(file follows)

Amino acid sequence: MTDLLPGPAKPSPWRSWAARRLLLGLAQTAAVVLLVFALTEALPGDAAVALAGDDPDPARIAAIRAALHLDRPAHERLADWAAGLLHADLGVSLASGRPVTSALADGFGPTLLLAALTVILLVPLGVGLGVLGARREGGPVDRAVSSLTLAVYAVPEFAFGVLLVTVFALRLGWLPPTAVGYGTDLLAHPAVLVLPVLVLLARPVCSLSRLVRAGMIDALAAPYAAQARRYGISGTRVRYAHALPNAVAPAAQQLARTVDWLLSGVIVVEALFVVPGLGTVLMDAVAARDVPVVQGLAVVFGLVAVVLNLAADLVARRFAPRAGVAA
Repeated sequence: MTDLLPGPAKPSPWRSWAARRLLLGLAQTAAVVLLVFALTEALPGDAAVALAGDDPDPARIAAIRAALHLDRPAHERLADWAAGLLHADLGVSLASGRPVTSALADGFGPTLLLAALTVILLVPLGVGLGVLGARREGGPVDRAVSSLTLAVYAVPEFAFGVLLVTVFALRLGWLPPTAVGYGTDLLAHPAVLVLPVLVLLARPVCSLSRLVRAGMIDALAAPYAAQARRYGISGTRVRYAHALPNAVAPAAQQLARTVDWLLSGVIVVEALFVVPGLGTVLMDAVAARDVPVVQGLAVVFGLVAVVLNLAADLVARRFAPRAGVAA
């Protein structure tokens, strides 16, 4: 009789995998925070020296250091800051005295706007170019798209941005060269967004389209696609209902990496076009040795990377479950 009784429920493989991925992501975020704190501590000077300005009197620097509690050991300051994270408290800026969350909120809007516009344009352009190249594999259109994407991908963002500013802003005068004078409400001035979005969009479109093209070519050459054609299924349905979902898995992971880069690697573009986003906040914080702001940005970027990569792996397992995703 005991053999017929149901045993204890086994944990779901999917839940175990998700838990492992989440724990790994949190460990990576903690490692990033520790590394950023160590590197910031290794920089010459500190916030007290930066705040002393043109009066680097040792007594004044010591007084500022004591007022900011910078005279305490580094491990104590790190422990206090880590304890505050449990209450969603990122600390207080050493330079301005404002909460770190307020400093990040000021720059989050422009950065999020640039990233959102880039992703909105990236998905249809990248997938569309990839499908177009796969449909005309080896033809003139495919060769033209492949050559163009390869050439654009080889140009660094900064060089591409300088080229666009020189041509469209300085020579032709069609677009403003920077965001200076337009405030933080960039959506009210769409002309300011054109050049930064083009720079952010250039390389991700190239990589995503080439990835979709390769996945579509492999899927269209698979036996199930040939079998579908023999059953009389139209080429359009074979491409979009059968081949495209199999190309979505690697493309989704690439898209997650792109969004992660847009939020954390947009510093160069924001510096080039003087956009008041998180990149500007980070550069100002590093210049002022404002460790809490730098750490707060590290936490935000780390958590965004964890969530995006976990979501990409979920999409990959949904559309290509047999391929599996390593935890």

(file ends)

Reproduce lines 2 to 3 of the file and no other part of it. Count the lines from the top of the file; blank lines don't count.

Repeated sequence: MTDLLPGPAKPSPWRSWAARRLLLGLAQTAAVVLLVFALTEALPGDAAVALAGDDPDPARIAAIRAALHLDRPAHERLADWAAGLLHADLGVSLASGRPVTSALADGFGPTLLLAALTVILLVPLGVGLGVLGARREGGPVDRAVSSLTLAVYAVPEFAFGVLLVTVFALRLGWLPPTAVGYGTDLLAHPAVLVLPVLVLLARPVCSLSRLVRAGMIDALAAPYAAQARRYGISGTRVRYAHALPNAVAPAAQQLARTVDWLLSGVIVVEALFVVPGLGTVLMDAVAARDVPVVQGLAVVFGLVAVVLNLAADLVARRFAPRAGVAA
């Protein structure tokens, strides 16, 4: 009789995998925070020296250091800051005295706007170019798209941005060269967004389209696609209902990496076009040795990377479950 009784429920493989991925992501975020704190501590000077300005009197620097509690050991300051994270408290800026969350909120809007516009344009352009190249594999259109994407991908963002500013802003005068004078409400001035979005969009479109093209070519050459054609299924349905979902898995992971880069690697573009986003906040914080702001940005970027990569792996397992995703 005991053999017929149901045993204890086994944990779901999917839940175990998700838990492992989440724990790994949190460990990576903690490692990033520790590394950023160590590197910031290794920089010459500190916030007290930066705040002393043109009066680097040792007594004044010591007084500022004591007022900011910078005279305490580094491990104590790190422990206090880590304890505050449990209450969603990122600390207080050493330079301005404002909460770190307020400093990040000021720059989050422009950065999020640039990233959102880039992703909105990236998905249809990248997938569309990839499908177009796969449909005309080896033809003139495919060769033209492949050559163009390869050439654009080889140009660094900064060089591409300088080229666009020189041509469209300085020579032709069609677009403003920077965001200076337009405030933080960039959506009210769409002309300011054109050049930064083009720079952010250039390389991700190239990589995503080439990835979709390769996945579509492999899927269209698979036996199930040939079998579908023999059953009389139209080429359009074979491409979009059968081949495209199999190309979505690697493309989704690439898209997650792109969004992660847009939020954390947009510093160069924001510096080039003087956009008041998180990149500007980070550069100002590093210049002022404002460790809490730098750490707060590290936490935000780390958590965004964890969530995006976990979501990409979920999409990959949904559309290509047999391929599996390593935890």